On Ash Wednesday, on Valentine’s Day, another white young man walked into another school and started shooting, killing 17 people, injuring 14 more. It was the 18th school shooting in 2018.

On Ash Wednesday and the days that have followed, new memes, new Tweets, new articles, renewed discussions about gun violence, mental illness and mental health care, poor parenting and poor discipline, more metal detectors, armed guards in schools, more restrictive gun legislation, and warning and reprimands about not discussing any of the above until later, have sprung up.

On Ash Wednesday and the days that have followed, stories and pictures of children and adults saved and physically safe but emotionally bleeding out despair, anger, grief, fear; stories of people injured and killed, sometimes in the act of saving another; stories of the lives they lived before 2:30 PM on February 14, 2018; stories of a young man who saw shooting and killing others as the best way to express his pain, have emerged.

What do we do with all of this?

Also on Ash Wednesday, on Valentine’s Day, Archbishop William E. Lori of Baltimore released a pastoral letter entitled “The Enduring Power of Dr. Martin Luther King, Jr.’s Principles of Nonviolence.”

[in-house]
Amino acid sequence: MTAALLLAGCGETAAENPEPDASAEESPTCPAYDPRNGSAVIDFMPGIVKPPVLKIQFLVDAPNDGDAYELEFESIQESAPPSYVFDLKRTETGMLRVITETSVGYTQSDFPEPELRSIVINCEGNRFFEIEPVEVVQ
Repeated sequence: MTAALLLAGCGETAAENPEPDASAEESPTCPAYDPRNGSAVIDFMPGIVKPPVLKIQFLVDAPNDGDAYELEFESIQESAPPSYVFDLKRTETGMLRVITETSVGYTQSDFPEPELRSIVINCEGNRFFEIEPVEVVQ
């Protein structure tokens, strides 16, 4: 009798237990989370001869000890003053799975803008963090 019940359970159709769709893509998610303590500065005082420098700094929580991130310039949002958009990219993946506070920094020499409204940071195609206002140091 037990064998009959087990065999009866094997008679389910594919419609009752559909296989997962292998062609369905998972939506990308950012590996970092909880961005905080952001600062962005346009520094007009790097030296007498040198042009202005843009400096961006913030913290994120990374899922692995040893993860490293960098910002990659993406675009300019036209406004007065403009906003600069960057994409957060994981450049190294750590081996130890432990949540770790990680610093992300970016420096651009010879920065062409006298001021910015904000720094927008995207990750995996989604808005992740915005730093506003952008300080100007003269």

Scrolling down the webpage of the pastoral letter, the first words one sees, even before the archbishop’s letter begins, are from Dr. King:

Time is cluttered with the wreckage of broken communities which have surrendered to hatred and violence. For the salvation of our nation and the salvation of [human]kind, we must follow another way. This does not mean we abandon our righteous efforts… but we shall not, in the process, relinquish our privilege and obligation to love… This is the only way to create beloved communities.

How do we clean up “the wreckage of broken communities which have surrendered to hatred and violence” when so many people in our communities don’t even realize they’ve made that surrender? How do we do it when we (I must include myself here) see and call out the hatred and violence of others without the introspection that helps us see the places and ways violence lives within ourselves? How do we do it when we separate ourselves from “them” instead of living into the very difficult “privilege and obligation to love”?

I don’t know the answers to these questions, I only have some ideas that I will offer incompletely and superficially here. I do know that the answers are not simple. I do know that there are many answers, not just one, for each question. I do know that introducing more violence, whether overt physical violence or the verbal, emotional, and spiritual violence of hatred, intimidation, domination, and dehumanization, will not decrease violence (this seems obvious, and yet also necessary to state), though they may produce a temporary sense of release, relief, power, or victory for those who express themselves that way.